Melanaspis obscura

(Comstock, 1881)

In life, scale cover of adult female 2.0-3.0 mm diameter, circular, flat to slightly convex, dark grey with black subcentral exuviae MELOBL1.jpg . Ventral scale quite well developed. Male scale cover smaller and more elongate than that of female, grey, with black subterminal exuviae (Davidson and Miller, 1990; Gill, 1997). Body of adult female pale, often with a pinkish tinge (Gill, 1997). Adult male winged MELOBL4.jpg .

Body of slide-mounted adult female broadly pyriform, membranous, front of head not protruberant MELOBS.jpg . Pygidium broad (subtended by an angle greater than 90°), with very long macroducts; dorsal submedian macroducts absent; fringed plates present, perivulvar pores present; three pairs of rounded lobes present, fourth lobes small and bluntly pointed. Paraphyses present, obviously thickened towards their inner ends; a few short, irregularly spaced paraphyses present lateral to fourth lobes. Paraphyses in first and second interlobular spaces up to twice as long as the other paraphyses MELOBP.jpg .

Host range
Melanaspis obscura has been recorded from hosts belonging to 7 plant families (Borchsenius, 1966). However, Davidson and Miller, 1990, recorded hosts in only five genera and three plant families (with the main hosts being Carya and Quercus), saying that the other records may be erroneous. Hosts may include species of: Acer, Carya spp., Castanea, Cornus, Fagus, Fraxinus spp., Juglans, Planera, Prosopis, Prunus, Quercus spp., Sapindus, Ulmus, Viburnum and Vitis.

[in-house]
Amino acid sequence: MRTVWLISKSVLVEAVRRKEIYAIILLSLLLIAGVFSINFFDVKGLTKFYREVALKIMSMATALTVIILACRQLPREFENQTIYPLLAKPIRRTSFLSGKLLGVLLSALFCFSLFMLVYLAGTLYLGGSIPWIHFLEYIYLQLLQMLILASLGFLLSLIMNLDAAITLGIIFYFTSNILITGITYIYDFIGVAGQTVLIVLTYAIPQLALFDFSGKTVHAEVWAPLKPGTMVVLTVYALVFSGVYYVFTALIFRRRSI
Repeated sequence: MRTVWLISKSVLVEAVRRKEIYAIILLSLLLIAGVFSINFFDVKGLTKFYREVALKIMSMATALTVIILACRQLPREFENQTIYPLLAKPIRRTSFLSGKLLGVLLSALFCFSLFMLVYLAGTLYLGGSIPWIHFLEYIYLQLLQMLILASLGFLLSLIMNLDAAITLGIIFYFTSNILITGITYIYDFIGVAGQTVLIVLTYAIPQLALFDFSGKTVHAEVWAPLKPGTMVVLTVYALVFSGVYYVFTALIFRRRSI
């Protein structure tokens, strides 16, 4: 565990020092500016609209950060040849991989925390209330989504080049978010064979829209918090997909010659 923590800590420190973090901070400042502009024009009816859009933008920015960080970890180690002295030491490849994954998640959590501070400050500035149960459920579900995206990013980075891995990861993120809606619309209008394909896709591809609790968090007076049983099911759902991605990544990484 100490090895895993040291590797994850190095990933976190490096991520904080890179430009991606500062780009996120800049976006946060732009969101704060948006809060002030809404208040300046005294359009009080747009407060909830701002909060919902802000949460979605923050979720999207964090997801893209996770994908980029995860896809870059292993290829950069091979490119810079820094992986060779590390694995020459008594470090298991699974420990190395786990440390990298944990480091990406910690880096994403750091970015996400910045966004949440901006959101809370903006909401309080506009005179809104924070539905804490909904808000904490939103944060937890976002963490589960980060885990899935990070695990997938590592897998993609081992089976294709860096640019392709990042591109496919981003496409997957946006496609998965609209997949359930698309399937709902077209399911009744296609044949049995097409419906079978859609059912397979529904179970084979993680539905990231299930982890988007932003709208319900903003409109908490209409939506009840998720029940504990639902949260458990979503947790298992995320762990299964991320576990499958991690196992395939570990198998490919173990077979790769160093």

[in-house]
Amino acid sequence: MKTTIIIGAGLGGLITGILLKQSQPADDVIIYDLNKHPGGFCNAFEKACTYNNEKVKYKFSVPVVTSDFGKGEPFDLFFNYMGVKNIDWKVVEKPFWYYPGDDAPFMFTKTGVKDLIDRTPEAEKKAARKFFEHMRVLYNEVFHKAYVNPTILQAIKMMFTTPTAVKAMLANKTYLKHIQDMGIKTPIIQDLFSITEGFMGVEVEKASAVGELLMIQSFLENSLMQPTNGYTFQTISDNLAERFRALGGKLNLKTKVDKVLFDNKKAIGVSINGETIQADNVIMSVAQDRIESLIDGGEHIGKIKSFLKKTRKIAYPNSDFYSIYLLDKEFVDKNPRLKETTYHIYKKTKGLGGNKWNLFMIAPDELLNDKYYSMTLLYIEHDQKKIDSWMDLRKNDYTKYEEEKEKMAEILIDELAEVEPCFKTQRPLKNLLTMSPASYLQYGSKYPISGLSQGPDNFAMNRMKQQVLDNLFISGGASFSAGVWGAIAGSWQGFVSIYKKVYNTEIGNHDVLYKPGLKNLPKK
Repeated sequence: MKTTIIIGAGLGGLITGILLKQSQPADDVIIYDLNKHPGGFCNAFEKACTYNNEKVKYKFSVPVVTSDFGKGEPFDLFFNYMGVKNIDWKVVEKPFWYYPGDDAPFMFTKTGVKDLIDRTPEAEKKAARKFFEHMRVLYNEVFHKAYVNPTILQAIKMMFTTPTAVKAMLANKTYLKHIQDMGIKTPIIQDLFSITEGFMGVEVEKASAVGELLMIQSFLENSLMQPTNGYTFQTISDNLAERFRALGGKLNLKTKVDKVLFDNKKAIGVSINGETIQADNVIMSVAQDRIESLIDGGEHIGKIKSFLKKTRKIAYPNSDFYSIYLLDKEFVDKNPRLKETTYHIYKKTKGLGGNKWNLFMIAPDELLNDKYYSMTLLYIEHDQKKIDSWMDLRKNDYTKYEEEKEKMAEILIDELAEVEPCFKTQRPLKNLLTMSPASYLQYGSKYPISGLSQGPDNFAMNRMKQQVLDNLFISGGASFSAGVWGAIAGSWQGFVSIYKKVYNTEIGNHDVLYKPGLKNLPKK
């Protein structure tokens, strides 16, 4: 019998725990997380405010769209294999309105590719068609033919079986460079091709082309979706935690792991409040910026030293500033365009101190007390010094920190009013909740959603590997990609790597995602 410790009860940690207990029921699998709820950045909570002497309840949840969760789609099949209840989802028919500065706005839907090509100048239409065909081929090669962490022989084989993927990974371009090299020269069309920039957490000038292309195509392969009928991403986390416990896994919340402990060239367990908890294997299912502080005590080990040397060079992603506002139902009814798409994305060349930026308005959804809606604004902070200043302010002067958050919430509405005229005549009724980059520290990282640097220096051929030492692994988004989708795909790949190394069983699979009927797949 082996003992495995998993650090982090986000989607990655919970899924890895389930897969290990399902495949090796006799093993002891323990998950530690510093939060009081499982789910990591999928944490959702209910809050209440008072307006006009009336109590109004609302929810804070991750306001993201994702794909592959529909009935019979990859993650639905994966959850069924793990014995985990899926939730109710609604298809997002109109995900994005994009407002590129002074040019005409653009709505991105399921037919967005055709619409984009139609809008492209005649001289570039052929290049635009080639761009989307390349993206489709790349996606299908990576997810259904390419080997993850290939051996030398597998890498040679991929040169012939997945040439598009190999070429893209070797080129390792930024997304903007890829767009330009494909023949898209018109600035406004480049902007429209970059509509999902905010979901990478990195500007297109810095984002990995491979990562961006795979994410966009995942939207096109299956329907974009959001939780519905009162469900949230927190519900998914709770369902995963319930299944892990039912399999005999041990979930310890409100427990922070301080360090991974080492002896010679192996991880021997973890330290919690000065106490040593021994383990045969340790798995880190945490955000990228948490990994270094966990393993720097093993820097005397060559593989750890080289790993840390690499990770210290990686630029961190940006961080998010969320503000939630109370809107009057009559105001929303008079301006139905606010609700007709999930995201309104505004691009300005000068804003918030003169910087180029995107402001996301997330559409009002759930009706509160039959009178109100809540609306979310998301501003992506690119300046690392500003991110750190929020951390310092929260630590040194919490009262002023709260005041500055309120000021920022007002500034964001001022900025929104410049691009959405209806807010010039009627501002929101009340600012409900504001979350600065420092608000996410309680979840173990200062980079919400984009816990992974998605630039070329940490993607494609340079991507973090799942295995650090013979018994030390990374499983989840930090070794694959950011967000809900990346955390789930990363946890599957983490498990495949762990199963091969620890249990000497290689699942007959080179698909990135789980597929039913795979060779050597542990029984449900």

Affected plant stages: vegetative growth, flowering and fruiting stages

Affected plant parts: on the bark MELOBL3.jpg , often under the loose outer bark flakes, making the scales difficult to find

Biology and ecology
Melanaspis obscura has one generation per year in Maryland, Ohio and Louisiana; in Maryland it overwinters as second instars on red oak but on white oak, overwintering occurs as first instars, suggesting the presence of sibling species (Stoetzel and Davidson, 1971; Stoetzel and Davidson, 1973). Males are common (Kosztarab, 1996).

Crawlers are the primary dispersal stage and move to new areas of the plant or are dispersed by wind or animal contact; in heavy infestations, the crawlers tend to settle under the covers of previous generations (Davidson and Miller, 1990). Mortality due to abiotic factors is high in this stage. Dispersal of sessile adults and eggs occurs through human transport of infested plant material.

In the USA, only hosts grown in ornamental or urban situations are damaged MELOBDAM.jpg . Pin oak and willow oak seem particularly susceptible to damage; prolonged infestation causes the bark to become knurled, and often results in dieback (Deitz and Davidson, 1986). Stems may become distorted and small trees are sometimes killed (Davidson and Miller, 1990). On pecan in the southern USA, M. obscura frequently kills branches less than 3 inches (8 cm) in diameter, and generally weakens the trees so that they become susceptible to woodborer attack (Gill, 1997).

Economic impact